A "pseudomartyrdom" mechanism consists of at least three elements.  First, martyrdom must have socially understood symbolic significance. ... Second, events must produce martyr roles and the opportunity to play them.  ... The third element integral to the pseudomartyr mechanism regards the level of risk.  The event must not involve overwhelming risks. ... Very few people actually wish to become a martyr.  This is evident from the fact that it is very easy to martyr oneself: all you need is a can of gasoline and a match.  Many Lithuanians revere the role that [Romas] Kalanta played, and many would certainly like to enjoy a small modicum of the honor that he received, but they would also like to be around to enjoy it.  Logically, one cannot have it both ways, but I would suggest that one can come close.  By enduring a risk of getting killed, the willingness to die for a nation or ideal is exhibited.  In the ideal situation, the risk is high enough to demonstrate this willingness, but low enough so that the chances of death are "tolerable."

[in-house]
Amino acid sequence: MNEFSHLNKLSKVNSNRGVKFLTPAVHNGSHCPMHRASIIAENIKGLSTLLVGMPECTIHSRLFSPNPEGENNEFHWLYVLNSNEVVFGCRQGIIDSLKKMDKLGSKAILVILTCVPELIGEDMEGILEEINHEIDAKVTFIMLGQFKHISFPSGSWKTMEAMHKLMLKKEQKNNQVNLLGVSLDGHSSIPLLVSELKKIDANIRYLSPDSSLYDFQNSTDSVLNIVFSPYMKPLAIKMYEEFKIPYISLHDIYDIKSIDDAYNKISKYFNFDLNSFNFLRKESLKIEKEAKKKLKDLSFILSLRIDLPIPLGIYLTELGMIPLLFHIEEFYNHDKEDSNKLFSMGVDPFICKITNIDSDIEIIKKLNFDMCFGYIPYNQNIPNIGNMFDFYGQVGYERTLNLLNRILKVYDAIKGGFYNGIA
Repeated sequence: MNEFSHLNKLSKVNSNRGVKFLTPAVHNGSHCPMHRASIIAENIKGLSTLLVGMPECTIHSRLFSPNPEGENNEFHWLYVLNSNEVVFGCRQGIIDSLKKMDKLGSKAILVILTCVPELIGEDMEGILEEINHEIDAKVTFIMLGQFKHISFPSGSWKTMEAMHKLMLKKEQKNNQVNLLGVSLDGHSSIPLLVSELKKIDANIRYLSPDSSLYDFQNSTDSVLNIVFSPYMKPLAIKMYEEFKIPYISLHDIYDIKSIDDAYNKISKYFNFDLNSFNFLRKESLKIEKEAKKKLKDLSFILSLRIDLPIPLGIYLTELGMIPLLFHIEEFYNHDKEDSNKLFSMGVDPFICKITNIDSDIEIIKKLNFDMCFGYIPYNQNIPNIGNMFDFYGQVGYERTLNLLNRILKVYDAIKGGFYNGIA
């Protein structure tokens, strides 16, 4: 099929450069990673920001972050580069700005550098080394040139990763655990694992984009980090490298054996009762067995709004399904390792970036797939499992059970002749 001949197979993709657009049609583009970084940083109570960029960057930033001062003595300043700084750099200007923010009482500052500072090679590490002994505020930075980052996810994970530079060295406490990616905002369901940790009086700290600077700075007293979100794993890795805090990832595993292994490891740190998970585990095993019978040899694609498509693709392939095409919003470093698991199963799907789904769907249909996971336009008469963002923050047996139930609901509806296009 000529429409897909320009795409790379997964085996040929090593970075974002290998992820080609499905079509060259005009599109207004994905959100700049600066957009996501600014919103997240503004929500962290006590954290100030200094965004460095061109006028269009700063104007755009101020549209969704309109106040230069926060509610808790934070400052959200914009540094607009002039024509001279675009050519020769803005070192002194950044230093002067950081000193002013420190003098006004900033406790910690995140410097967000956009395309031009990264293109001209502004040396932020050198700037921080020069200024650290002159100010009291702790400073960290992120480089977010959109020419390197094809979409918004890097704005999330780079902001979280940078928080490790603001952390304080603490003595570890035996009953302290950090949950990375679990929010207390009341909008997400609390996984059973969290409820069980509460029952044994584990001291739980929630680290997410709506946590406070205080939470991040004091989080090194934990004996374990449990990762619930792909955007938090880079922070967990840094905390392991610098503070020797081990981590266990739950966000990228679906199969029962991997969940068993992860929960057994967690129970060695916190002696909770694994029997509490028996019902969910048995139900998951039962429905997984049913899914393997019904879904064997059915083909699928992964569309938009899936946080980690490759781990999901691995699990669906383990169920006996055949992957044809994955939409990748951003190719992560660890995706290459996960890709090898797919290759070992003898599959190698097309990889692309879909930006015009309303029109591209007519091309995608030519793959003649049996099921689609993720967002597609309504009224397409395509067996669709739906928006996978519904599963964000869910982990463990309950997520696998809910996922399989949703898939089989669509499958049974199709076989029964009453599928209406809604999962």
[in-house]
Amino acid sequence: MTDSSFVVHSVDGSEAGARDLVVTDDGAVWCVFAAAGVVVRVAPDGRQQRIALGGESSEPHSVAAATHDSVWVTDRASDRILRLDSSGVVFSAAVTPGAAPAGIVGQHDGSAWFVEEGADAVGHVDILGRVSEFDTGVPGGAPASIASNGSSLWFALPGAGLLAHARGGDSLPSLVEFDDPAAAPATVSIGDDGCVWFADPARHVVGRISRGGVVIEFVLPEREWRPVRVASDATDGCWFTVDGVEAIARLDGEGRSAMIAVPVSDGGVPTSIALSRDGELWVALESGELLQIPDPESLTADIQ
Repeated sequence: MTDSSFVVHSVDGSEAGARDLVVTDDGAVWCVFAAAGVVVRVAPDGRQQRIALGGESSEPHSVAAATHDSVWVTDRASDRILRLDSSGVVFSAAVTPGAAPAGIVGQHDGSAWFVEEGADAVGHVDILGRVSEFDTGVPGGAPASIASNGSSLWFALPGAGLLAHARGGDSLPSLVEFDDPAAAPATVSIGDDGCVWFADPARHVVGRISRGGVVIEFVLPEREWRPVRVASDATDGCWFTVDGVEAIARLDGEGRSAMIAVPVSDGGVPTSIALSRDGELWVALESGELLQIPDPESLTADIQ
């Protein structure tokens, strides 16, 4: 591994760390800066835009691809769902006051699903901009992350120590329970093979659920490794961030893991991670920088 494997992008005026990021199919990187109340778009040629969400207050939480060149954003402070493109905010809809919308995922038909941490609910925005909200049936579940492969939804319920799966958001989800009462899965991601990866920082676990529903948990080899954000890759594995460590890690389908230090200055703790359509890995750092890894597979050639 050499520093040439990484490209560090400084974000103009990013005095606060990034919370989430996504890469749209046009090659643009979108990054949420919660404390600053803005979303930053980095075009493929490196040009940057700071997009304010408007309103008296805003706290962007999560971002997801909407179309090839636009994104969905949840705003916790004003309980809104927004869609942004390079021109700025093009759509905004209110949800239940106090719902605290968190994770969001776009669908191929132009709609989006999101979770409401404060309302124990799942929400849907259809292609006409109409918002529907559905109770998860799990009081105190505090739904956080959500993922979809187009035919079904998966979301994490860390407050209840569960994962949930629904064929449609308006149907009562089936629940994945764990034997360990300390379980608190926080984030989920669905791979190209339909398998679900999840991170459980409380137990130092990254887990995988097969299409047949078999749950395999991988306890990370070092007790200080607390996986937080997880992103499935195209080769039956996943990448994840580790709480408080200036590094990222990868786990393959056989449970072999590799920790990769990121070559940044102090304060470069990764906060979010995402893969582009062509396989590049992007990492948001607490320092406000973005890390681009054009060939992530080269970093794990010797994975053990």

Roger Petersen, Resistance and Rebellion: Lessons from Eastern Europe (2001), 290-1.